2007 Eminent Domain Report Card: Some States Still Don’t Make the Grade
Arlington, Va.—If your home is important to you—and whose home isn’t—you should read a report card released today that grades eminent domain reform legislation in all 50 states in the past two years.
The report was released by the Castle Coalition, a grassroots project of the Institute for Justice, which argued the Kelo eminent domain case before the U.S. Supreme Court. The Castle Coalition examined and graded eminent domain laws for each of the 50 states over the past two years—since the Kelo decision allowing eminent domain for private gain.
“This report finds that your right to own your home free from the specter of eminent domain abuse depends on which state you live in,” said Steven Anderson, director of the Castle Coalition. “States in the Northeast as well as California remain some of the biggest abusers of eminent domain and legislators in those states have so far refused to pass meaningful eminent domain reform despite the public’s overwhelming desire to be protected from eminent domain for private gain.” The report is available at: www.CastleCoalition.org/publications/report_card.
Among the states that passed the strongest reforms protecting property owners are Florida, Michigan, Nevada, New Mexico, North Dakota and South Dakota, each of which received an A or A- grade. States that received F’s were: Arkansas, Connecticut, Hawaii, Maryland, Massachusetts, Mississippi, New Jersey, New York, Oklahoma and Rhode Island.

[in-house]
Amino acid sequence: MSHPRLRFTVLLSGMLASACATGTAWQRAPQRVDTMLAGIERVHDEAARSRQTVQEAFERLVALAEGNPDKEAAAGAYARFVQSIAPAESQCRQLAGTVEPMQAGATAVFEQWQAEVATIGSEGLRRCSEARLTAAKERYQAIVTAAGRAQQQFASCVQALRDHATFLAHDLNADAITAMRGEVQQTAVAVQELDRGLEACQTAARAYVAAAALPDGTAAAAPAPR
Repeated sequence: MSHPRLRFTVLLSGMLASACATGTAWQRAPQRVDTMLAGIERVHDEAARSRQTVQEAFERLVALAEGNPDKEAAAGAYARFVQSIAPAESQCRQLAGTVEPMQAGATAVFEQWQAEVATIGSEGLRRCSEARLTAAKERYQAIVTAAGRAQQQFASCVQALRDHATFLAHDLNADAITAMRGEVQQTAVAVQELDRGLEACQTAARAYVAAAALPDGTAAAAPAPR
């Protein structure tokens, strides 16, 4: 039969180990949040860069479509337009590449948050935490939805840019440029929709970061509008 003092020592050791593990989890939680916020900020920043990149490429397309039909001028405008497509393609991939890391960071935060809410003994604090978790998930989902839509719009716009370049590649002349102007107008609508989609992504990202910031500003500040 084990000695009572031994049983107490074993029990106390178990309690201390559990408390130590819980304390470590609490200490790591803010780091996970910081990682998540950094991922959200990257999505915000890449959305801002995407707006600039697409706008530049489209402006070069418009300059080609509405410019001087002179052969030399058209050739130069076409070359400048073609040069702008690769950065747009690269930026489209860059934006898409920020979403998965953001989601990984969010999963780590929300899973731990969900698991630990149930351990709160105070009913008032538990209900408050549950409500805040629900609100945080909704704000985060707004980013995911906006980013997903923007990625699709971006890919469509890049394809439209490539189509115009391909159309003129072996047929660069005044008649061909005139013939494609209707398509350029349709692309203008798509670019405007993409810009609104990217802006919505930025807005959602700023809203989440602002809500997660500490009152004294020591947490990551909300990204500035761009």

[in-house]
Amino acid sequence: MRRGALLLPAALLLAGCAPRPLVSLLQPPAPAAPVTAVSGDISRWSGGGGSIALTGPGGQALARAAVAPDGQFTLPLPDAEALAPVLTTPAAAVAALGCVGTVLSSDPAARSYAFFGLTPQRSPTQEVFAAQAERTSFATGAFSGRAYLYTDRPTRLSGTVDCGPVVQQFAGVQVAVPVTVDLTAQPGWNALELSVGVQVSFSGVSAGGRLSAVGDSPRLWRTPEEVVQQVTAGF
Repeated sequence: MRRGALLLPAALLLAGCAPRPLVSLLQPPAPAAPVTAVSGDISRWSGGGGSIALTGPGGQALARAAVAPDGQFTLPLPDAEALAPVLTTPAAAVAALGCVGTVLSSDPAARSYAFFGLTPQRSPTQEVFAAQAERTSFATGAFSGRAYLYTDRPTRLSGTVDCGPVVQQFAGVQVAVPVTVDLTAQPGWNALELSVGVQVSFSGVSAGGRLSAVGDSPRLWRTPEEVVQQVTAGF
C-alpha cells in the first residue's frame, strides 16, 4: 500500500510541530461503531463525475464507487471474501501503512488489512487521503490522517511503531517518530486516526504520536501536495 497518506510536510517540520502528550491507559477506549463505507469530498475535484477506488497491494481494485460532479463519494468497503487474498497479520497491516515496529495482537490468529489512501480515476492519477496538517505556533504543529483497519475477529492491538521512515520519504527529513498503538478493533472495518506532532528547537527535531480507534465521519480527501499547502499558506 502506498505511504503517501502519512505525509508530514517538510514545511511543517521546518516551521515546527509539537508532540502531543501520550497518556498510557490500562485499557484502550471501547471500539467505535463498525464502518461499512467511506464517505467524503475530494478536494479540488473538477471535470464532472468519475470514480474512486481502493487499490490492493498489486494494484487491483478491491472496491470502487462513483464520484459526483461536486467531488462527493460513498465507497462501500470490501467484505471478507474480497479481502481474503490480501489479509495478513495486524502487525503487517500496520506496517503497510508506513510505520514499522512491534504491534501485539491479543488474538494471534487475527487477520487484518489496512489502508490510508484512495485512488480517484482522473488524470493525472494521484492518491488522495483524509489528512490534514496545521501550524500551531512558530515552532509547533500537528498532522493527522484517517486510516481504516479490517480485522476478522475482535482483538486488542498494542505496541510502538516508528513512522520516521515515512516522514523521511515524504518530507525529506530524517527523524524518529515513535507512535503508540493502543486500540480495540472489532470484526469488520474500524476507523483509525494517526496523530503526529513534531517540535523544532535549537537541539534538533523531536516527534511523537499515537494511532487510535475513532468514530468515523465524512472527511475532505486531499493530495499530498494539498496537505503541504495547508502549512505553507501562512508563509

“In only two years since Kelo, 41 states have reformed their laws to offer greater protection to small property owners,” said Jenifer Zeigler, legislative affairs attorney with the Castle Coalition. “But much more work remains if homeowners, small business owners, churches and farmers are to be safe from the unholy alliance of tax-hungry governments and land-hungry developers.”
The report seeks to step back and evaluate the legislative work that has been done and is left to do. It finds, “Some states have passed model reforms that can serve as an example for others. Some states enacted nominal reform—possibly because of haste, oversight or compromise—and need to know what is left to fix. And finally, there are those states that have failed to act altogether, leaving home, farm and business owners threatened by Kelo-type takings and beyond.”
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